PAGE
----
Theophrastus and the Greek Physiological Psychology before Aristotle

Theophrastus and the Greek Physiological Psychology before Aristotle

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Theophrastus and the Greek Physiological Psychology before Aristotle

Theophrastus and the Greek Physiological Psychology before Aristotle

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Excerpt

Strange to say, there exists in English no complete translation of Theophrastus's small but exceedingly valuable writing On the Senses. And this must be my excuse for undertaking a work that could have been so much better done by many another hand. An understanding of Greek physiological psychology before Plato and after Aristotle requires that one know his Theophrastus; and having studied this fragment long myself, in the attempt to learn more of the history of psychology, it seemed but a neighbourly act to lighten, if one could, the labour of other psychologists until some abler help should come.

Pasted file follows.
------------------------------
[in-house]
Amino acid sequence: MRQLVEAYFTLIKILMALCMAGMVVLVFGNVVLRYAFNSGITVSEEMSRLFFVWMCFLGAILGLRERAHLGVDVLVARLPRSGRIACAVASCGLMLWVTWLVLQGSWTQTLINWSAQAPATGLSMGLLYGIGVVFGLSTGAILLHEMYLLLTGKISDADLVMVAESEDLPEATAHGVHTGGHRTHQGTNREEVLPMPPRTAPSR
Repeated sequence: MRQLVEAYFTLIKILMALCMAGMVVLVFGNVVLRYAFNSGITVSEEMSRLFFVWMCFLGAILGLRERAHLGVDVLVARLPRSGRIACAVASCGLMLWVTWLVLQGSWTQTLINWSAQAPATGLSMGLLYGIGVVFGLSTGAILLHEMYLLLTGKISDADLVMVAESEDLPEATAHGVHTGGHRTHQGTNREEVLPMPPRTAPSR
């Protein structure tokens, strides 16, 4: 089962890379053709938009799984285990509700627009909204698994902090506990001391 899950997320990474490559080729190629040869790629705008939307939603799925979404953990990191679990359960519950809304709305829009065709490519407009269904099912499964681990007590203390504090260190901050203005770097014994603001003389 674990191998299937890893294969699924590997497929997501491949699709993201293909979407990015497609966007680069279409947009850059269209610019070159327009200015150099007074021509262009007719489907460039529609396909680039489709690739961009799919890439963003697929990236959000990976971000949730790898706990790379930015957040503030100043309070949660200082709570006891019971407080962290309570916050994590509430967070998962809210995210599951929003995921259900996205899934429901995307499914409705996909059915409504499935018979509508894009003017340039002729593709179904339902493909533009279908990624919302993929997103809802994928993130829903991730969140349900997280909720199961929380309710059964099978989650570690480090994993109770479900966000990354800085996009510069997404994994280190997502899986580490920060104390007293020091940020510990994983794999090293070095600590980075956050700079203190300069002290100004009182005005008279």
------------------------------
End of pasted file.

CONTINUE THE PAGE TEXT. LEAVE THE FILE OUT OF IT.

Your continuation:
For while Theophrastus's account of the views of others is for the most part available in English, scattered here a sentence and there a paragraph through the works of men like Burnet and Beare, yet the canny judgments by Theophrastus himself, which in extent are nearly one-half of his De Sensibus, are usually either given in briefest summary or else omitted. And so one receives no feeling, which the connected whole would give, of the state of critical psychology in the later day. With the thought, then, that there will be readers interested in this later work and especially in Theophrastus's own psychology, and who will be unwilling to use him merely as a reporter of his predecessors, I have attempted to gather from the De Sensibus and his other writings the substance of his . . .

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